At a very fundamental level, I believe the currency people value most in a career (apart from a paycheck, which, presumably, they can get lots of places) is to: (a) feel valued and (b) have a sense of mission in their work. These two things, though intangible, matter more to your employees than any benefit you can give them. They’re more important than a nice desk, a benefits package or a company picnic. When people believe in the collective company mission and feel that the organization believes in them, they’ll run through brick walls.
There is hardly anything more powerful than a group of passionate people who have rallied around a shared mission; part of our mission is to revive and sustain artisanal craftsmanship in this country. That’s a bold mission for a little company like ours, but it elevates our viewpoint to something larger than our individual selves. It also provides inspiration for our daily work.
At the same time, people are individuals—so feeling valued at an individual level is also crucial. That’s why we invest heavily in their career development, why we celebrate wins large and small, and why we try to maintain a caring family atmosphere. When people are secure in the knowledge that they are valued by the organization, they feel safe to experiment, push boundaries, and even fail—which inevitably leads to innovation and improvement.
I believe fervently that a culture of mission and value —particularly for a young company or a company full of young people—is paramount to success.
Be Fair, Not Popular
Early on, I wanted to be a popular boss. Over time, I realized that was not only unlikely (because of the general dynamic that exists between a business owner and his or her team), but that it was also the wrong touchstone. I no longer worry about being popular with my team, but I’m always concerned that they trust my sense of fairness. With over 230 employees, complete agreement on any decision I’ve made is a long shot, but I do want them to feel like my decisions are fair.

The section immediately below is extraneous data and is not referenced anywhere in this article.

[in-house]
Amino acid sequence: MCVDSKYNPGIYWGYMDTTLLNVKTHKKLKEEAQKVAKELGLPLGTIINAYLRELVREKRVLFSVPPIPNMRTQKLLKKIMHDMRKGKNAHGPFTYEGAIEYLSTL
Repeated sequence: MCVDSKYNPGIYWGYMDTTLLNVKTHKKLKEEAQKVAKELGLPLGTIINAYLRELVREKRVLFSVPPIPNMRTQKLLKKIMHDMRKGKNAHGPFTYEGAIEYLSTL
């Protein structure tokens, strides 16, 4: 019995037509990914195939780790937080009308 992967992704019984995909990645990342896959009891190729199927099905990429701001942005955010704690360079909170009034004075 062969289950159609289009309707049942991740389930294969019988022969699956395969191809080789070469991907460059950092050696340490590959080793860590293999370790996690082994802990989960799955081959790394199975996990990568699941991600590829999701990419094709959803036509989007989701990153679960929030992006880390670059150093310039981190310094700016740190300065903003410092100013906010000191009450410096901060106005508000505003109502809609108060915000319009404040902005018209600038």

Case in point: A few years ago, our insurance company told us our craftsmen should no longer listen to music on their headphones while they worked, because it reduced awareness and compromised safety. Headphones had become an ingrained part of their day and taking them away was an extremely unpopular decision. They were all opposed to it. To work through the final decision, we spent a lot of time talking to the craftsmen; we got feedback and explored potential compromises or alternatives. None of those alternatives ended up working out, but when we made the final decision to remove headphones, the craftsmen, though unhappy, felt it was fair because it was a decision that had been thoughtfully made.
A business owner is forced to make unpopular decisions, but if your team trusts that the decision was well-considered, balanced, and with good intention, I believe that’s all you can ask. When that happens, the team is more likely to support a decision or direction even when they consciously disagree with it.
The Golden Rule
Ultimately, whether we’re talking about mission, core values, or a caring culture, I believe in the Golden Rule of building a business: create the type of atmosphere and culture where you, as a business owner, want to work. It’s not only an effective business strategy but—as importantly—it makes for a great atmosphere in which to spend your time and energy.